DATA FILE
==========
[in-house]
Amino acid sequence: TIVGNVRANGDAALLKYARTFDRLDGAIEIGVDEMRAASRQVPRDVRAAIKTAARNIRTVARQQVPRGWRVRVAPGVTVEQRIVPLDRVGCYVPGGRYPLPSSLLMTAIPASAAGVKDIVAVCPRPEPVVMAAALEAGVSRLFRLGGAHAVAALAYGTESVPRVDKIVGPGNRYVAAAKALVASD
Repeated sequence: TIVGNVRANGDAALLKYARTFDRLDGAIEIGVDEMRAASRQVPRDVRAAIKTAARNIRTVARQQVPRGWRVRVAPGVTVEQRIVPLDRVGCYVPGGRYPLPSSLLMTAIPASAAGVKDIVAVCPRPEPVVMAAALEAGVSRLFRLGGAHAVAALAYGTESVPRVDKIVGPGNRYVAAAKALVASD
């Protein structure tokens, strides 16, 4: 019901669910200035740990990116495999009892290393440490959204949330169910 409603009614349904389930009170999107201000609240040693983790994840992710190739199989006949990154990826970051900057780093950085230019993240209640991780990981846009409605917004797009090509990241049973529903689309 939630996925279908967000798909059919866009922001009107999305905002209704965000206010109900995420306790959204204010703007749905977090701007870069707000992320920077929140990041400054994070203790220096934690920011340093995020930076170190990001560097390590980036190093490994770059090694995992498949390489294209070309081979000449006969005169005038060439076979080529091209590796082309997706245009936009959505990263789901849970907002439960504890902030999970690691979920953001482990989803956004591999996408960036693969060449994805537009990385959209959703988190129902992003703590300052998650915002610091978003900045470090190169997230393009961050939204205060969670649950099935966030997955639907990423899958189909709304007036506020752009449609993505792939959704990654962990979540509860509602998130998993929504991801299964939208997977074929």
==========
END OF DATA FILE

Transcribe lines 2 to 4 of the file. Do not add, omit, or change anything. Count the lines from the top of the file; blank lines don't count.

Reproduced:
Amino acid sequence: TIVGNVRANGDAALLKYARTFDRLDGAIEIGVDEMRAASRQVPRDVRAAIKTAARNIRTVARQQVPRGWRVRVAPGVTVEQRIVPLDRVGCYVPGGRYPLPSSLLMTAIPASAAGVKDIVAVCPRPEPVVMAAALEAGVSRLFRLGGAHAVAALAYGTESVPRVDKIVGPGNRYVAAAKALVASD
Repeated sequence: TIVGNVRANGDAALLKYARTFDRLDGAIEIGVDEMRAASRQVPRDVRAAIKTAARNIRTVARQQVPRGWRVRVAPGVTVEQRIVPLDRVGCYVPGGRYPLPSSLLMTAIPASAAGVKDIVAVCPRPEPVVMAAALEAGVSRLFRLGGAHAVAALAYGTESVPRVDKIVGPGNRYVAAAKALVASD
């Protein structure tokens, strides 16, 4: 019901669910200035740990990116495999009892290393440490959204949330169910 409603009614349904389930009170999107201000609240040693983790994840992710190739199989006949990154990826970051900057780093950085230019993240209640991780990981846009409605917004797009090509990241049973529903689309 939630996925279908967000798909059919866009922001009107999305905002209704965000206010109900995420306790959204204010703007749905977090701007870069707000992320920077929140990041400054994070203790220096934690920011340093995020930076170190990001560097390590980036190093490994770059090694995992498949390489294209070309081979000449006969005169005038060439076979080529091209590796082309997706245009936009959505990263789901849970907002439960504890902030999970690691979920953001482990989803956004591999996408960036693969060449994805537009990385959209959703988190129902992003703590300052998650915002610091978003900045470090190169997230393009961050939204205060969670649950099935966030997955639907990423899958189909709304007036506020752009449609993505792939959704990654962990979540509860509602998130998993929504991801299964939208997977074929």